Trauma-Focused Public Mental-Health Interventions: A Paradigm Shift in Humanitarian Assistance and Aid Work

  • Maggie Schauer
  • Elisabeth Schauer


At present, the mission in development and humanitarian aid, crisis assistance, and emergency interventions undertaken by governments, the United Nations, and non-governmental organizations is to support suffering populations medically, economically, socially, and politically. As humanitarians, we aim at alleviating the plight of war and danger, of natural disasters, and of poverty, as well as assisting human beings who experience human-rights violations and persecution. However, the basic postulate of “helping” has rarely been scientifically challenged when it comes to the interplay of aid and mental health. Much of currently extended humanitarian assistance is offered as “social,” “scholastic,” or “economic,” rather than as evidence-based psychological rehabilitation. Issues of the “medicalization” of political problems, “cultural and traditional wisdom” versus “empirically based scientific approaches,” and/or “non-interference” or even intentional policies of exploitation keep blocking the design of efficacious, mental-health interventions for severely affected survivors in resource-poor countries, who may, at times, make up nearly 50 percent of a given population.

This chapter makes the case that restoring mental health with trauma-focused interventions is a key feature in and a necessity for effective development and humanitarian assistance. Healing from trauma reduces emotional pain, enables people to live productive lives, decreases the likelihood of aggression by survivors against themselves and others, stops the transgenerational transmission, and thus may help to interrupt the prevalent cycle of violence and under-development. Recent field-based studies have shown the efficacy of short-term, evidence-based, trauma treatment methods, which can be successfully built into large-scale service provision and applied by locally trained lay counselors. The authors’ and their organization vivo’s perspectives are based on research interventions in places such as Sri Lanka, Rwanda, Uganda, Democratic Republic of Congo, Ethiopia, Romania, Somalia, Afghanistan and by working with conflict-affected populations as diverse as asylum seekers, refugees, and internally displaced persons (IDPs) in Western countries, the Balkans, the African continent, as well as Central and Southern Asia. Most specifically, a set of empirically valid, trauma-focused guiding principles for public mental-health interventions after war, violence, and disaster are presented. This research is intended to bring awareness and action into a nearly neglected field of public health, human-rights implementation, humanitarian intervention, development aid, policy-making, and funding. The perspectives presented in this chapter substantiate that a programmatic innovation is needed, rendering a paradigm shift inevitable.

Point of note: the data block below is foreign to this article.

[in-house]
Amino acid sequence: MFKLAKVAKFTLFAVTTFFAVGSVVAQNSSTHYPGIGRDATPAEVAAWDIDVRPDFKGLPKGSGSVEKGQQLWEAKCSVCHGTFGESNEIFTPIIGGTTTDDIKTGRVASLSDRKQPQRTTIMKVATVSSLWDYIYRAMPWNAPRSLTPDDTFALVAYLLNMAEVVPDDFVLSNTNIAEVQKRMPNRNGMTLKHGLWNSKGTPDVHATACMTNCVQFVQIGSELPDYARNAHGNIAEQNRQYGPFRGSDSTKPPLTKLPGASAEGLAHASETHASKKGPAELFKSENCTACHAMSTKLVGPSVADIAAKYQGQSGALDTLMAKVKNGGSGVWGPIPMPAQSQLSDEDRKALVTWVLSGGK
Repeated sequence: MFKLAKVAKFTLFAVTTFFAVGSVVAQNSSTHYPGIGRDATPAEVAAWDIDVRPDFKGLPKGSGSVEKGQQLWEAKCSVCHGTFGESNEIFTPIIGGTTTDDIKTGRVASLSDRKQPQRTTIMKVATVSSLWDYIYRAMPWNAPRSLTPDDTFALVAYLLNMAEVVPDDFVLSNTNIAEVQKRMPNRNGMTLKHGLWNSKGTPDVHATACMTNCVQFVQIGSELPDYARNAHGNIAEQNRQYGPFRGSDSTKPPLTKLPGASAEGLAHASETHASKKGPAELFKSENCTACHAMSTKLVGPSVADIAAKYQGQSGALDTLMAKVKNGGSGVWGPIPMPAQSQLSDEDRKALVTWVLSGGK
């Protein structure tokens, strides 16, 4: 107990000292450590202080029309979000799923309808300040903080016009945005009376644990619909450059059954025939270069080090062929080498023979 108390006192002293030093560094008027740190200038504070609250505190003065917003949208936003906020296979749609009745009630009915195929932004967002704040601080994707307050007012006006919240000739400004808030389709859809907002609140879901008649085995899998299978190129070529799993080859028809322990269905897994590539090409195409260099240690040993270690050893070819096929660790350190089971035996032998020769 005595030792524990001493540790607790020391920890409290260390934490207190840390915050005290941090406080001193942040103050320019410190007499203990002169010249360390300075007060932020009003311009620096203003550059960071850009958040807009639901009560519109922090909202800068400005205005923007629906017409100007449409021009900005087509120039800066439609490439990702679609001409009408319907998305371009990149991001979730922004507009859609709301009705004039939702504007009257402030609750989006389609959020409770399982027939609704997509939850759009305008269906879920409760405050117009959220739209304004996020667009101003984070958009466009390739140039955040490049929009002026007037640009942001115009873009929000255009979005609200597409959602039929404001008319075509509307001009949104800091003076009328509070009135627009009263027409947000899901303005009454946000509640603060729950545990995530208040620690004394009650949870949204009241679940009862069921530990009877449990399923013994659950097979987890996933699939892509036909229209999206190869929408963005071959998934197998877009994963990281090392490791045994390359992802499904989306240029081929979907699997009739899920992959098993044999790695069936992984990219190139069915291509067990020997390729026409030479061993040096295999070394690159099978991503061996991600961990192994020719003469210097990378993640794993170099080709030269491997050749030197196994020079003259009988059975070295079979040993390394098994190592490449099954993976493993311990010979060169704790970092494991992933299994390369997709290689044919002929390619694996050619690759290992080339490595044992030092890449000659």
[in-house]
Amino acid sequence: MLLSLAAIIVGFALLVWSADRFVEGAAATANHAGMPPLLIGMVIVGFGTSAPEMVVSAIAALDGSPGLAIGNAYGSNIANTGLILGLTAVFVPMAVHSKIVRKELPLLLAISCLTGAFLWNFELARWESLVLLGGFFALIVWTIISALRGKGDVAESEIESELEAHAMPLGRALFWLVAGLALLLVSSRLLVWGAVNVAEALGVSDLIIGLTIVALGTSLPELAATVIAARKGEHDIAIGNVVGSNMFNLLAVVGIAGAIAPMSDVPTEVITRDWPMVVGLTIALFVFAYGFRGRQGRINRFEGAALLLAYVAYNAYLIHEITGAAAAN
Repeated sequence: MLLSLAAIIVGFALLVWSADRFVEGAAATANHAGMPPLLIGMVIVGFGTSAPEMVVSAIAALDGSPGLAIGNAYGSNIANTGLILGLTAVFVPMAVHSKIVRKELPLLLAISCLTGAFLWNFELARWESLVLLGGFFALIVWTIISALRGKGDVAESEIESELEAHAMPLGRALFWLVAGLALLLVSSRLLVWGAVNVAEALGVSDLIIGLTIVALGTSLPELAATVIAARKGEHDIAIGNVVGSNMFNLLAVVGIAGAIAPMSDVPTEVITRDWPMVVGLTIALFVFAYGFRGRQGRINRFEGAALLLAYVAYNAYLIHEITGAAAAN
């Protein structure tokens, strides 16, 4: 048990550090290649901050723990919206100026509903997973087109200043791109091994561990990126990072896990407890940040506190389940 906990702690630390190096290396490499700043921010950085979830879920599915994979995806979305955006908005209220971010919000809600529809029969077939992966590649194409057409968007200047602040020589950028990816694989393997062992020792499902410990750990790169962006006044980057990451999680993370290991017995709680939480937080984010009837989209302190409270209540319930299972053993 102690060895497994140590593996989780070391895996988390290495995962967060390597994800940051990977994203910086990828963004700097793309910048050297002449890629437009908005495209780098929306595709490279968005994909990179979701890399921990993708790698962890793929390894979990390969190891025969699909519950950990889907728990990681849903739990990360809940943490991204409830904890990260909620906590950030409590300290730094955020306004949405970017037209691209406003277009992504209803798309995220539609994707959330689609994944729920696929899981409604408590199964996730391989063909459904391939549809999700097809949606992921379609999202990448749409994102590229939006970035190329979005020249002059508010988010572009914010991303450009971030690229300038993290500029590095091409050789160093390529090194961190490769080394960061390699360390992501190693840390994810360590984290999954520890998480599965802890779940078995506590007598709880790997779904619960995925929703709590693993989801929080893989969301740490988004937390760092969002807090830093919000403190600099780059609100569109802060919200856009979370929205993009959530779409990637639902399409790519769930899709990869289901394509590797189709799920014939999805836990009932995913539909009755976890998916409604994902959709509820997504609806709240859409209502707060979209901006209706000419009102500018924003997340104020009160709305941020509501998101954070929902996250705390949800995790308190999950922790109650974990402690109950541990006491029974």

Traumatic Event Ptsd Symptom Armed Conflict Female Genital Mutilation Child Soldier 
These keywords were added by machine and not by the authors. This process is experimental and the keywords may be updated as the learning algorithm improves.



For editing, we thank Dr. Uyen Kim Huynh, Program Manager on Mental Health, Millennium Villages Project, The Earth Institute, Columbia University, New York, USA. We would like to highly appreciate the hard work and dedication of our unique team members at the NGO vivo as well as the adjunct Department of Psychology at the University of Konstanz, Germany Most importantly our respect and thanks goes to all our local counselors, collaborating colleagues in academia, and our clients in the various projects, especially those in places of (post-)conflict. Research for this article was supported by vivo international, the Deutsche Forschungsgemeinschaft (DFG), the University of Konstanz, Germany and the European Refugee Funds (EFF and ERF).


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Authors and Affiliations

  1. 1.Center for Psychiatry ReichenauUniversity of KonstanzKonstanzGermany
  2. 2.Department of PsychologyUniversity of KonstanzKonstanzGermany
  3. InternationalKonstanzGermany

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